KIELCE, Poland (AFP) — Seventy years after dozens of Polish Holocaust survivors were bludgeoned to death in the Kielce Pogrom, psychologist Bogdan Bialek is intent on reconciling Poles and Jews.
For years, the 61-year-old Catholic has organized annual memorial marches in Kielce, a city of 200,000 people 150 kilometers (93 miles) south of the capital Warsaw.
“Even if I were alone, I would walk to remember the dead. A man on his own, that’s already a huge crowd, it’s an entire city,” Bialek told AFP ahead of a weekend march.
On July 4, 1946, Kielce erupted in a frenzy of hatred after a rumor was spread that a Jewish family had held a Christian boy in a cellar overnight.
Before the war, Jews made up a quarter of Kielce’s 80,000 residents, only about 500 of whom are estimated by historians to have survived the Holocaust.
But a year after the war ended, the town was whipped up into a new anti-Semitic frenzy, fueled by tales of Jews needing to have blood transfusions from Christian children to survive, or using Christians’ blood to make matzos.
Communist police, soldiers and workers from a nearby steelworks raided a house on 7/9 Planty Street sheltering Holocaust survivors, including some from the Auschwitz-Birkenau death camp.
At least 42 Jews were killed and over 40 injured in the worst anti-Semitic attack in postwar Poland, according to the Washington-based United States Holocaust Memorial Museum.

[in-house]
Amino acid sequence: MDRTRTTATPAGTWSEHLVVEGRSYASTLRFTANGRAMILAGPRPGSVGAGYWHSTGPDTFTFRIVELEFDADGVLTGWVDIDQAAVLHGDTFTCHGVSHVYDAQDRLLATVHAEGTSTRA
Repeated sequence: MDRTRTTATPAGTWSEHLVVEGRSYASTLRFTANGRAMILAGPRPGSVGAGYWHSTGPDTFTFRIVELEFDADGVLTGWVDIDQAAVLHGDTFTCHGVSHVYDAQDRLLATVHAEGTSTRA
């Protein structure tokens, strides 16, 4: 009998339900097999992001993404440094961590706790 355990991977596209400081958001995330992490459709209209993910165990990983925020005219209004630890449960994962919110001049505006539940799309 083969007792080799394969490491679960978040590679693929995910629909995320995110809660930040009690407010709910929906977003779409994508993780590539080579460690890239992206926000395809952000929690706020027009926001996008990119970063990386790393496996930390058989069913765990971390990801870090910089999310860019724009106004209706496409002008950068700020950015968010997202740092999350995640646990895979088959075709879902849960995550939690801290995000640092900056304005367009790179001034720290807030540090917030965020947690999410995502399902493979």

The pogrom went down as one of the darkest moments in the thousand-year-long history of Polish Jews.
A formal Polish inquiry put the Jewish death toll at 37, with other victims including three non-Jewish Poles and two people killed during a robbery.
After the pogrom, tens of thousands of Jews left the country for good.
Nine people were sentenced to death for their role in the killings, but the Communist authorities of the time tried to blame regime opponents for the crime.
In time, a leaden silence came to shroud the case, with the Communist regime preferring to keep it under wraps.
“When I arrived in Kielce in 1978, I was surprised by the silence; nobody wanted to talk about it,” Bialek said.
When communism fell in 1989, locals in Kielce held a memorial for the victims of the pogrom.
But for Bialek it was too little and too official.
“There were many ceremonies, but they were attended by politicians or municipal leaders. That didn’t suit me as we had to follow the heart, not the head,” he said.
In 2000, he and a friend decided to organize the first March of Memory and Prayer.
On her first visit to Kielce in a half-century in 2004, Marek Edelman, then the last surviving leader of the Warsaw Ghetto Uprising, found it to be “a completely different city.”
Several years ago, the son of one of the workers who took part in the pogrom attended the remembrance ceremony, where he delivered a short heart-rending speech and hugged one of the survivors.
Years later, the massacre is still a favorite of conspiracy theorists, with the far right refusing to accept that Poles were responsible.
“I would remove this, it’s a lie,” a man in his forties tells Bialek, pointing at a plaque commemorating “anti-Semitic unrest” on the white facade of the building at 7/9 Planty Street.
“Poles didn’t do this, it was provocation by the Communists to show that Poles are anti-Semitic,” he said.
Although not everyone in Kielce approves of Bialek’s commemorative drive, his message of tolerance appears to be getting through to young people, more than 2,000 of whom have taken part in workshops organised by his foundation.
Bialek points to several hopeful signs: the city is devoid of anti-Semitic graffiti, has a low incidence of racist crimes and local football fans do not engage in racist chants.